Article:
- Adam Rittenberg, College Football
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Of all the troubling statistics about Iowa's offense through the first two games, only one matters. As in, one touchdown.
Iowa is one of just two FBS teams to play two games and reach the end zone just once this season (Idaho is the other). If you missed Damon Bullock's game-winning 23-yard scoring run late in the fourth quarter of the opener against Northern Illinois, you missed it all.
"When you have one touchdown in two ballgames," coach Kirk Ferentz said Tuesday, "that says it all."
According to Ferentz, Iowa has to work on "pretty much everything" offensively to get on track, beginning Saturday against FCS Northern Iowa at Kinnick Stadium. Although the Hawkeyes are dealing with some transition on offense, including their first new coordinator (Greg Davis) in Ferentz's tenure, no one envisioned such futility early on.
The yards aren't coming (579 through the first two games), the big plays aren't coming (Iowa averages 3.8 yards per play), the red-zone opportunities are limited (6) and the red-zone touchdown conversions have yet to surface (0-for-6). Iowa has held the ball longer (32:56-27:03) and run more plays (152-129) than its opponents, but the points just aren't coming.
Bullock showed up big in Week 1 (150 rush yards) but was limited in last week's loss to Iowa State. The passing game is of greater concern, as Iowa has just 365 pass yards through the first two contests.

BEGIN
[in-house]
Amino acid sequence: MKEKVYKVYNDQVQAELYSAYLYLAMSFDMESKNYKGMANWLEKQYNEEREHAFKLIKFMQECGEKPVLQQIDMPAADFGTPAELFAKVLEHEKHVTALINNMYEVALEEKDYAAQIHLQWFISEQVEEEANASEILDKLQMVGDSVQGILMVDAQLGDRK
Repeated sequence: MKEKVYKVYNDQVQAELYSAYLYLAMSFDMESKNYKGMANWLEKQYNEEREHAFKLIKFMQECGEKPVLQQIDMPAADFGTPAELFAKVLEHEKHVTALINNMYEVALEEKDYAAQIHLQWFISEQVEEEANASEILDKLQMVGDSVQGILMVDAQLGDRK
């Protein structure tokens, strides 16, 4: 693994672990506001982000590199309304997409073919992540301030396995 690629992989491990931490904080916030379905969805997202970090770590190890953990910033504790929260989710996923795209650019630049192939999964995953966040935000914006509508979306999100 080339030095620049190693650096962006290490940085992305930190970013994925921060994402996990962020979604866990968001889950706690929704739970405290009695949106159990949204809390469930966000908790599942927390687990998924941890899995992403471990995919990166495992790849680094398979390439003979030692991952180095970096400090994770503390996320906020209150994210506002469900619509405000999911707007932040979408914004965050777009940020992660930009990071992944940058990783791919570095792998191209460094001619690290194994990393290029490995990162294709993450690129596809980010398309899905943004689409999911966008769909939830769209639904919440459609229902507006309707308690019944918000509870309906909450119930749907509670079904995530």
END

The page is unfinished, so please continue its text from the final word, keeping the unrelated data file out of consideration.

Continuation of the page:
"Our passing game isn't where we want it to be in any phase, downfield or in any regard," Ferentz said. "We'll just continue to work on it. Obviously the other part is, we have to do a better job, when we get the ball down in the red zone area, we've got to convert touchdowns. We haven't done well in that regard in either game."
Despite the passing problems, Ferentz remains firmly in the corner of senior quarterback James Vandenberg. Pegged as the Big Ten's top pure passer and a potential national awards candidate before the season, Vandenberg has completed just 54.7 percent of his passes with two interceptions and, obviously, no touchdowns.
His receivers haven't been of much help, as Keenan Davis couldn't hang onto a potential touchdown against Iowa State, one of several drops in the game. But Vandenberg hasn't been sharp, either, and threw an interception in Iowa State territory to seal the 9-6 defeat.
"He's fine," Ferentz said. "... We don't have anybody more invested on our football team. We have a lot of guys working hard, but James is totally in. I'm sure he's disappointed right now. The bottom line is we're two games into this thing, and we just have to keep working. He's going to be a big part of our improvement, there’s no question in my mind. He's proven."
Perhaps the most frustrating -- and yet hopeful -- part of the situation is that Ferentz has seen improvement in the offense, especially between the spring, when Davis began installing his system, to fall camp.
"The next step is for it to show up on the game field," Ferentz said. "There’s no automatics in football. We’re going to have to make it happen."
Of all the troubling statistics about Iowa's offense through the first two games, only one matters. As in, one touchdown.Iowa is one of just two FBS teams to play two games and reach the end zone just once this season (Idaho is the other).